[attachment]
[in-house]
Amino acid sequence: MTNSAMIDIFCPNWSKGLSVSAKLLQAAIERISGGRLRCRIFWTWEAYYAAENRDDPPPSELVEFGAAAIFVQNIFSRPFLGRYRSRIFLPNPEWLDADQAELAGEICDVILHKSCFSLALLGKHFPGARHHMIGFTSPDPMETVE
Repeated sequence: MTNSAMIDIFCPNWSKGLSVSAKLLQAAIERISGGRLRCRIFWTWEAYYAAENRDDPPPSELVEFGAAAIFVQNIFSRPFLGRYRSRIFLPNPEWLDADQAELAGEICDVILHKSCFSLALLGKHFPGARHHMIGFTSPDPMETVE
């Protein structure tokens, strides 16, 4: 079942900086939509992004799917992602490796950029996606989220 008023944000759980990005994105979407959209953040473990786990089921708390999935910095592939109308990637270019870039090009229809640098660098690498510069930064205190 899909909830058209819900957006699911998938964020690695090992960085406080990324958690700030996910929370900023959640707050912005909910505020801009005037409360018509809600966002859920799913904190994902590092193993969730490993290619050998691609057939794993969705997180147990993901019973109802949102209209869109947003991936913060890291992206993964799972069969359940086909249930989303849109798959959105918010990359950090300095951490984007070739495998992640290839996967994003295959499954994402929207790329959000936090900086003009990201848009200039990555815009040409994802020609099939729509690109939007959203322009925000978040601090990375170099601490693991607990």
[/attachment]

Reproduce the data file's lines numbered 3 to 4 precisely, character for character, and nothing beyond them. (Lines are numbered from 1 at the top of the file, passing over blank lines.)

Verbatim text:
Repeated sequence: MTNSAMIDIFCPNWSKGLSVSAKLLQAAIERISGGRLRCRIFWTWEAYYAAENRDDPPPSELVEFGAAAIFVQNIFSRPFLGRYRSRIFLPNPEWLDADQAELAGEICDVILHKSCFSLALLGKHFPGARHHMIGFTSPDPMETVE
């Protein structure tokens, strides 16, 4: 079942900086939509992004799917992602490796950029996606989220 008023944000759980990005994105979407959209953040473990786990089921708390999935910095592939109308990637270019870039090009229809640098660098690498510069930064205190 899909909830058209819900957006699911998938964020690695090992960085406080990324958690700030996910929370900023959640707050912005909910505020801009005037409360018509809600966002859920799913904190994902590092193993969730490993290619050998691609057939794993969705997180147990993901019973109802949102209209869109947003991936913060890291992206993964799972069969359940086909249930989303849109798959959105918010990359950090300095951490984007070739495998992640290839996967994003295959499954994402929207790329959000936090900086003009990201848009200039990555815009040409994802020609099939729509690109939007959203322009925000978040601090990375170099601490693991607990």